672. Who should decide the economic case for a tall building, the market or should it be the Government?
  (Lord Falconer of Thoroton) It is for the local authority to decide whether or not there is an economic case for the particular tall building. That will depend inevitably on how it is to be supported and if it depends upon market take-up of places in the tall building then the market will, in effect, be the determinant.

  Chairman: The British Property Federation put to us fairly firmly that they did not think local authorities had the skills to judge the economic case and that it was much better to leave it to the market.

Mrs Dunwoody

  673. And if the local authority around Canary Wharf had decided there was an economic case for filling that up, they would have had to have waited ten years for that to happen.
  (Lord Falconer of Thoroton) The local authority, the planning authority must have some role in this. It cannot just be a situation where it is said, "Although all the indications are that nobody wants to work in this particular building (taking a hypothetical building) nevertheless we will just let you build it." That cannot be the way we deal with it.

Sir Paul Beresford

  674. Could it not work the other way round? They could say, "Sure it is going to be filled", etcetera, etcetera, and then it is not? Is that not making them slightly liable as part of the backing of that building and its not being let, and it being vulnerable to an ambitious lawyer?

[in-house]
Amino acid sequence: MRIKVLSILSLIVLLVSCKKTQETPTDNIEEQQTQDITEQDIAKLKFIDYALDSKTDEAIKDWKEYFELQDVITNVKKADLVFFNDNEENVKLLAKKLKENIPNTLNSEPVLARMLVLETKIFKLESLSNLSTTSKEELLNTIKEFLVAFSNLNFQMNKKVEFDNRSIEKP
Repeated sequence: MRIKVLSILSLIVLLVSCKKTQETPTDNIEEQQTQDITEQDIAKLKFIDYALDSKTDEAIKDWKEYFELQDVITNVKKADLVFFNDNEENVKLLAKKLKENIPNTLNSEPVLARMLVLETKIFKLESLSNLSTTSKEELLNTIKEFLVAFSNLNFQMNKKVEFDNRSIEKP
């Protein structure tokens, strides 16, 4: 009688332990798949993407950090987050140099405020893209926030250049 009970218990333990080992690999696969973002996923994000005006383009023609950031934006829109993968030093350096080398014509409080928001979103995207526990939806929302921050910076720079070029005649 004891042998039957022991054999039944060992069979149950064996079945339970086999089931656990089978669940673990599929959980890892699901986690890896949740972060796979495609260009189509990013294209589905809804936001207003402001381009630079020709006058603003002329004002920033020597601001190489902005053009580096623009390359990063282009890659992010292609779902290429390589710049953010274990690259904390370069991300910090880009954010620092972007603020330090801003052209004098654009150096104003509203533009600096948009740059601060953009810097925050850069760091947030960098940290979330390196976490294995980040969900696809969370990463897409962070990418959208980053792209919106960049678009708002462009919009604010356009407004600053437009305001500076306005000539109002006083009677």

(Lord Falconer of Thoroton) Obviously mistakes will be made and judgments will be wrong without people acting badly, but there needs to be for any building, tall or otherwise, some justification that it is a sustainable development, whether it be a tall building, whether it be Broadgate, whether it be a housing development, and the local authority as the planning authority plainly have got a role.

  675. The main role is for the man with the cheque.
  (Lord Falconer of Thoroton) The man with the cheque believes, presumably, that there is some sustainable future for it. I do not believe it is right for a local authority to say if there is a man with a cheque prepared to build a building, that is fine by me. They have got to look to see whether there is a sustainable future for this building and that will involve from time to time looking at the economics of the sustainability of the building.


  676. Do you see tall buildings as being part of a driver for regeneration?
  (Lord Falconer of Thoroton) Well-designed buildings in the right place, with the right transport infrastructure, whether tall or not, can most certainly be a driver.

Mrs Dunwoody

  677. Congratulations, my Lord, I think that must the longest number of subjunctive clauses in one sentence we have heard this morning.
  (Lord Falconer of Thoroton) I think there was one subjunctive clause.


  678. We are not going to argue about English grammar. Can you give us an example of anywhere else other than Canary Wharf where it can be argued that tall buildings have made a significant contribution to urban regeneration?
  (Lord Falconer of Thoroton) You mean areas that were economically deprived and have now become economically regenerated? Not areas where there is already existing economic activity like for example the City of London?

Mrs Dunwoody

  679. Could you give us one?
  (Lord Falconer of Thoroton) Not at this particular moment I cannot, no.

  680. You would love to write to us?
  (Lord Falconer of Thoroton) "Love" may be overstating it!

  Chairman: On that note can I thank you very much for your evidence. I should have asked for the Committee's approval at the beginning that the uncorrected transcript should go on the Internet as soon as possible.

  Mrs Dunwoody: Where it will be quite clear for all the public to read.

  Chairman: Thank you.